It brought Miss Mattie to her feet in an unknown terror; it brought Red from the barn in a full cognizance—he had heard that sound before, when a mad coyote landed in a cabin-full of fairly strong nerved cowmen, and set them screeching like hysterical women before a chance shot ended him.

Red saw the brute jump toward Miss Mattie. Instantly his hand flew to his hip, and as instantly he remembered there was nothing there. Then with great, uneven leaps he sprang forward. “Keep your hands up, Mattie, and don't move!” he screamed. “Let him chew the dress! For God's sake, don't move!”

She turned her white face toward his, and through the dimness of sight from his straining efforts, he saw her try to smile, as she obeyed him to the letter, and without a sound. “O, brave girl!” he thought, and threw the ground behind him desperately.

At twenty feet distance he dove like a base-runner, and his hands closed around the dog's neck. Over they went with the shock of the onset, and before they were still, the hands had finished their work. A clutch, and a snap, and it was done.

The dog lay quivering. Red rose to his knees wondering at the humming in his head. His wits came back to him sharply.

“Did he bite you, Mattie?” he cried. But she had already caught his hands and was looking at them, with a savage eagerness one would not have believed to be in her.

“There is no mark,” she said, suddenly weak, “he didn't touch you?”

“Answer me when I speak to you!” shouted Red, beside himself. “Did he bite you?”

She answered him with a sob “No.” And then his question asked itself, and answered itself, although, again, he did not know it. He gathered her up in his arms, kissed her like one raised from the dead, and swore and prayed and thanked God all in the same breath.

His old imperious nature came back with the relief. “Here!” said he, putting her away for a moment. “Take off that dress—that slime on there's enough to kill a hundred men—take it right off.”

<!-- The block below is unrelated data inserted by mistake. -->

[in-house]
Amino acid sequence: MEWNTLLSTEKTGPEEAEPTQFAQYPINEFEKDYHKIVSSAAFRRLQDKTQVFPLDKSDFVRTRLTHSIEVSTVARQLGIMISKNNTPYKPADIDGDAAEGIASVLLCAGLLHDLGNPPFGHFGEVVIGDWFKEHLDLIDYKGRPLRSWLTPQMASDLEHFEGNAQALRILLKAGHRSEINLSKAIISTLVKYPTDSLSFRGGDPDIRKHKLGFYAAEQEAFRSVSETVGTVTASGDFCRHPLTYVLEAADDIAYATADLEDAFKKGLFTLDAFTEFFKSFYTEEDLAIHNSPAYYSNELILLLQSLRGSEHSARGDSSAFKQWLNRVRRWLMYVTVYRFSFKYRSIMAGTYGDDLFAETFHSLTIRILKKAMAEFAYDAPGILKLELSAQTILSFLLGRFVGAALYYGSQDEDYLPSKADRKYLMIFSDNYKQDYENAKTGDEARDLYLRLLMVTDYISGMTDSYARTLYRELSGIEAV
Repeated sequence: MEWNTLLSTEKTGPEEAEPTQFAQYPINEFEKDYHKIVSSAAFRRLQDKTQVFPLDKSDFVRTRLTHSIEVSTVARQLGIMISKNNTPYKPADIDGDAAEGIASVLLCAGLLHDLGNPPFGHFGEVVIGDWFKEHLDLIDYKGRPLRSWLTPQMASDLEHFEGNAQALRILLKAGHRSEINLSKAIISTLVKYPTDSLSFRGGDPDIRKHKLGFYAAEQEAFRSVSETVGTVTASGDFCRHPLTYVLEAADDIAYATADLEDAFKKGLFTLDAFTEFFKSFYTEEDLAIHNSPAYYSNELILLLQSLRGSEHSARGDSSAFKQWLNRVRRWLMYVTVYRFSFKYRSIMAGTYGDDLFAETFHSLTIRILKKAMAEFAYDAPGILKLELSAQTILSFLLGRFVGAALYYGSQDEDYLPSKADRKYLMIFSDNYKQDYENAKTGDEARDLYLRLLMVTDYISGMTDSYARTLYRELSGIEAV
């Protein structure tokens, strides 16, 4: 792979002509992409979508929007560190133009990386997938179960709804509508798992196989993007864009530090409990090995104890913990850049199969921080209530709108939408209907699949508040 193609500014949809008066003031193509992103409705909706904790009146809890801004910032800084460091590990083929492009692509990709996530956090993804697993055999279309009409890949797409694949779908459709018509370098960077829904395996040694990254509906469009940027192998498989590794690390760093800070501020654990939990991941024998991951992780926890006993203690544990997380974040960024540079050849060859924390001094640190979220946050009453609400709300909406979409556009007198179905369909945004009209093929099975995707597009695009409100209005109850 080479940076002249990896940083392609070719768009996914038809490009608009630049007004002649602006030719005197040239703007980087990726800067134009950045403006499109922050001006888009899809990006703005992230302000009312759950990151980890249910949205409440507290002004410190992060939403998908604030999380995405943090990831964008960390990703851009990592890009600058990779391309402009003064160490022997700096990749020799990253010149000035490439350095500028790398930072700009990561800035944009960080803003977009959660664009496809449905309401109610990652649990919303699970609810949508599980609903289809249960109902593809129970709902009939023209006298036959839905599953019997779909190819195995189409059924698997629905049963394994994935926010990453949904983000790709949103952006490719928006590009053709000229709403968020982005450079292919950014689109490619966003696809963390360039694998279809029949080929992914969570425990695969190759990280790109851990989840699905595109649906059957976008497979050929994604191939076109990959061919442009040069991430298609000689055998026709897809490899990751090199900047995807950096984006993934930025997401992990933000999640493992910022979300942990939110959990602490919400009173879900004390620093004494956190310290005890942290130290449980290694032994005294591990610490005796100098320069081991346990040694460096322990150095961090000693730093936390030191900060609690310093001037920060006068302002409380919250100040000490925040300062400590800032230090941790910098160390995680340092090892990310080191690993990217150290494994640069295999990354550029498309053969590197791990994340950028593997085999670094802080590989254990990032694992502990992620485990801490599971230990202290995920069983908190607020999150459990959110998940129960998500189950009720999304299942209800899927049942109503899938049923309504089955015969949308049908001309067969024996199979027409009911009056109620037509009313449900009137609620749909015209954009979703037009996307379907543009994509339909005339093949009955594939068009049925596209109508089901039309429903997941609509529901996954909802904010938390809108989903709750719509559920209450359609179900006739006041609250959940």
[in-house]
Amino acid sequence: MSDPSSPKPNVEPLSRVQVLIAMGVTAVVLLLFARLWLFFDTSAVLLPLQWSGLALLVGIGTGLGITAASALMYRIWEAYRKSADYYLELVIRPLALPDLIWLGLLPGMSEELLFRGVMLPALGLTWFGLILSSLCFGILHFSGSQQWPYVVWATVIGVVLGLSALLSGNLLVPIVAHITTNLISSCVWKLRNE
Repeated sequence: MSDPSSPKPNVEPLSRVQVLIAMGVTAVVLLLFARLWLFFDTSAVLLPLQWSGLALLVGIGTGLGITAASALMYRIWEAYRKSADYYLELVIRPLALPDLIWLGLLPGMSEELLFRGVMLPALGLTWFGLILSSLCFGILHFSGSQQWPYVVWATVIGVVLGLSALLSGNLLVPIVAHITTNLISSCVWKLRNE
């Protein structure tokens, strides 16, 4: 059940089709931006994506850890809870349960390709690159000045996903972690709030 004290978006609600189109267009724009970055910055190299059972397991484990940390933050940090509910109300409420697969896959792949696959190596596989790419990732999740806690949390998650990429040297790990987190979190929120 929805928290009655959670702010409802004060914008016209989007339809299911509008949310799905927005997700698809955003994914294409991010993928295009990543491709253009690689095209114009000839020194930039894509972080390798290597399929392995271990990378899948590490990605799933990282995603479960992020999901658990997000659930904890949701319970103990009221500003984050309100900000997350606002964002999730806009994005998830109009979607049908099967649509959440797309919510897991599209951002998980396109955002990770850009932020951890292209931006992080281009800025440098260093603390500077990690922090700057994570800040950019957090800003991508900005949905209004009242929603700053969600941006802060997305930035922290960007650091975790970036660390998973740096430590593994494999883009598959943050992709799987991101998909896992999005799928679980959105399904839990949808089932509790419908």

Miss Mattie started blindly to obey, then stopped. “Not here, Will—I'll go in the house,” she said.

“You'll take it off right here and now,” said Red, “and I'll burn it up on the spot. I'd ruther have forty rattlesnakes around than that stuff—off with it. This is no child's play, and I don't care a damn what the old lady next door thinks.”

Miss Mattie slipped off her outer skirt, and stood a second, confused and dainty. She took flight to the house, running as lithely as a greyhound.

“By Jingo!” said Red in admiration.

“Let's see you bring another woman that can run like that!”

He gathered some hay and piled it on the dress, firing the heap.

Then he turned to his antagonist. “Poor old boy! Hard luck, eh? But I had to do it,” he said, and gave him decent interment at the end of the garden; washed his hands carefully and went into the house on pleasanter duties.

“I'll ask her now, by the great horn spoon!” said he, valiantly.

Miss Mattie was in a curious state of mind. There was an after effect from the fright, which made her tremble, and a remembrance of Cousin Will's actions which made her tremble more yet. When she heard him coming she started to fly, although now clothed beyond reproach, but her knees deserted her, and she was forced to sink back in her chair. Red came in whistling blithely—vainglorious man!

He had his suspicions, generated by the peculiar fervour Miss Mattie had shown in regard to his hands.

“Mattie,” quoth he, “I'm tired of living out there in the barn—I want a respectable house of my own.”

“Yes, Will,” replied Miss Mattie, astonished that he should choose such a subject at such a time.

“Yes,” he continued, “and I want a wife, too. You often said you'd like to do something for me, Mattie; suppose you take the job?”

How much of glancing at a thing in one's mind as a beautiful improbability will ever make such a cold fact less astonishing? Miss Mattie eyed him with eyes that saw not; speech was stricken from her.

Red caught fright. He sprang forward and took her hand. “Couldn't you do it, Mattie?” said he. There was a world of pleading in the tone. Miss Mattie looked up, her own honest self; all the little feminine shrinkings left her immediately.

“Ah, but I could, Will!” she said. Lettis came up on the stoop unheard. He stopped, then gingerly turned and made his way back on tip-toe, holding his arms like wings.

“Well, by George!” he murmured, “I'll come back in a little while, when I'll be more welcome.”

He spoke to Red in strong reproach that night, in the barn. “You never told me a word, you old sinner!” said he.

“Tell you the honest truth, Let,” replied Red earnestly, looking up from drawing off a boot, “I didn't know it myself till you told me about it.”

They talked it all over a long time before blowing out the light, but then the little window shut its bright eye, and the only life the mid-night stars saw in Fairfield was Miss Mattie, her elbow on the casement, looking far, far out into the tranquil night, and thinking mistily.